From this point of view, we can enjoy the lessons learned through social networks, which mobilized thousands of people through principles of dissemination of information and influence.

In the context of organizations, there are two routes of study using social networks: the first, as an analytical tool to elucidate existing informal social relations and their relationship with strength and autonomy, being them interpersonal or inter-organizational networks. The second, considering networks as forms of governance, that is, the interrelations between the various economic actors create behaviors that tend to be followed by all.

The two paths are based on similar concepts such as connectivity, reciprocity, and embeddedness and consider networks to be structures of opportunity.

Authors like POWELL & SMITH-DOERR (1994) and Mark Granovetter, professor at Stanford, deal with the phenomenon of networks and their functionality, such as the theory of ties. This theory reinforces the importance of strong ties so that there is a sense of identification and trust in the members of the community, which reminds us of the importance of a culture process having a Top-Down reference. However, innovatively, behind the relevance of weak ties, there is the dissemination of information and consolidation of change. We call it side-to-side reference.

Engagement and motivation complement the analysis of success factors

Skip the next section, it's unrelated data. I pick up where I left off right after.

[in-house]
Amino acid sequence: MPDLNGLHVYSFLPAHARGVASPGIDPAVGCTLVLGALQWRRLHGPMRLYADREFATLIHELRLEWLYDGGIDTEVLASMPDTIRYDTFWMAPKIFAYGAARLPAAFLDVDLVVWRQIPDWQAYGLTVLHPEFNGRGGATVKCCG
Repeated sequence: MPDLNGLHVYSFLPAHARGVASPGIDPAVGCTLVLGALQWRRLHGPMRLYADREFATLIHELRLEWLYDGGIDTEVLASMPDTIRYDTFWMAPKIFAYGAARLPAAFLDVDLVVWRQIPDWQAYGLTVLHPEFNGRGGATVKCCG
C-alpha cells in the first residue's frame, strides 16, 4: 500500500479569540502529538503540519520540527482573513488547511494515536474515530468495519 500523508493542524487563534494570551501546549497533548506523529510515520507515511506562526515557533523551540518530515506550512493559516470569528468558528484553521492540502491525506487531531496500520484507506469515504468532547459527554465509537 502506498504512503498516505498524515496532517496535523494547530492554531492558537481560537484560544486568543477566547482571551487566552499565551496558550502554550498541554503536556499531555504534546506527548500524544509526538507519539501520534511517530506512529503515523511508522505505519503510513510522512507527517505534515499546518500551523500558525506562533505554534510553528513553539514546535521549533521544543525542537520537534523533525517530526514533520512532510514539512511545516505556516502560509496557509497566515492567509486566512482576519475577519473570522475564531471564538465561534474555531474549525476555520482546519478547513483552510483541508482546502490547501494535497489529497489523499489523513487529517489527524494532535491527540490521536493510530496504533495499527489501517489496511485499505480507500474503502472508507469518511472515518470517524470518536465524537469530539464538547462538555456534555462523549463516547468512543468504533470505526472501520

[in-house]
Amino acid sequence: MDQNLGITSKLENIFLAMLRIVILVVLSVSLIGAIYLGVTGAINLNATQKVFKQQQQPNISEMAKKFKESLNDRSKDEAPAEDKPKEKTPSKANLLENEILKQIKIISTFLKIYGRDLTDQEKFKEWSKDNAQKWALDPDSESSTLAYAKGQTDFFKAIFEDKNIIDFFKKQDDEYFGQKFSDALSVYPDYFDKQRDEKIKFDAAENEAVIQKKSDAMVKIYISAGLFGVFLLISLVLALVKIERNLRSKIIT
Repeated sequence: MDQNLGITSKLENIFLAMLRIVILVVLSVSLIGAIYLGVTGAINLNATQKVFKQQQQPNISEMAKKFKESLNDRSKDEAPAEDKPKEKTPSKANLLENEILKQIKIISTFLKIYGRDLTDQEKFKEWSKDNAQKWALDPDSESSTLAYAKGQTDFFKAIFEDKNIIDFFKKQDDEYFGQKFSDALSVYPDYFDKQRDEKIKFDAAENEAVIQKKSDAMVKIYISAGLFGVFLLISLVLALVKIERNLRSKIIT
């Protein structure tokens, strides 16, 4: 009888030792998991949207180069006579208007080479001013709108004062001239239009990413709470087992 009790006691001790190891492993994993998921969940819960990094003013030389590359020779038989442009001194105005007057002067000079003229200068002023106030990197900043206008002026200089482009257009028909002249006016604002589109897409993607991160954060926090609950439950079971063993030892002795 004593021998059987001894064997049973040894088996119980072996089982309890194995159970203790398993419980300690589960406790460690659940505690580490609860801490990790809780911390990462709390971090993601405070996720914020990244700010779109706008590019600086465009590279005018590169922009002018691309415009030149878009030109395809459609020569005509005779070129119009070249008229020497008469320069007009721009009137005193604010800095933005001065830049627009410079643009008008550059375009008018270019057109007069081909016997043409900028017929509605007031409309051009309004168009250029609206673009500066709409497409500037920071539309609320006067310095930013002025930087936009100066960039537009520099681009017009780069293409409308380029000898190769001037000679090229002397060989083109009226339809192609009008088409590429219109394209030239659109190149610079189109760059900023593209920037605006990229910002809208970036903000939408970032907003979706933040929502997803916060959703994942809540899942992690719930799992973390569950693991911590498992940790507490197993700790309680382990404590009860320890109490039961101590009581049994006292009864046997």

for change (Brian Haven of Forrester and Daniel Pink of Harvard).

Thus, in addition to seeking the influencers, ensuring that this substantial portion of the company’s population play an active role in the process of cultural change, enhances the possibility of success in a cultural change project.

Thus, the vertical axis (top-down) also considers the horizontal axis (side-to-side). The idea of visionary leaders inspiring a mass of skeptical employees through a well-formulated discourse gives way to a lateral approach of influence between the employees themselves and senior management acting as guarantors and models.

It is essential to reinforce that top management has the primary role of listing elements of change, which should be broken down into behaviors, assisting in the identification of key influencers, and evaluating the project, its implementation, and maintenance, primarily as sponsors and sequentially as models: “walk as you talk.”

In summary, the focus on high management, development, and monitoring of competencies appropriate to cultural change should occur in parallel to the identification of influencers and the preparation of a multiplication group, that can be a multidisciplinary committee, responsible for the transition actions for the implementation of the new culture axis.

It is not possible to forget that cultural change never ends or is definitive and that new traits can be implemented, once the people’s perception has been expanded, making it possible new acquisitions in different contexts. That is what is definitive!

This article is compiled from parts of the book, whose provisional title is “Culture cannot be changed! What can be changed then?” – the breakdown of paradigms in the corporate universe, to be published under the authorship of Ana Paula Zacharias.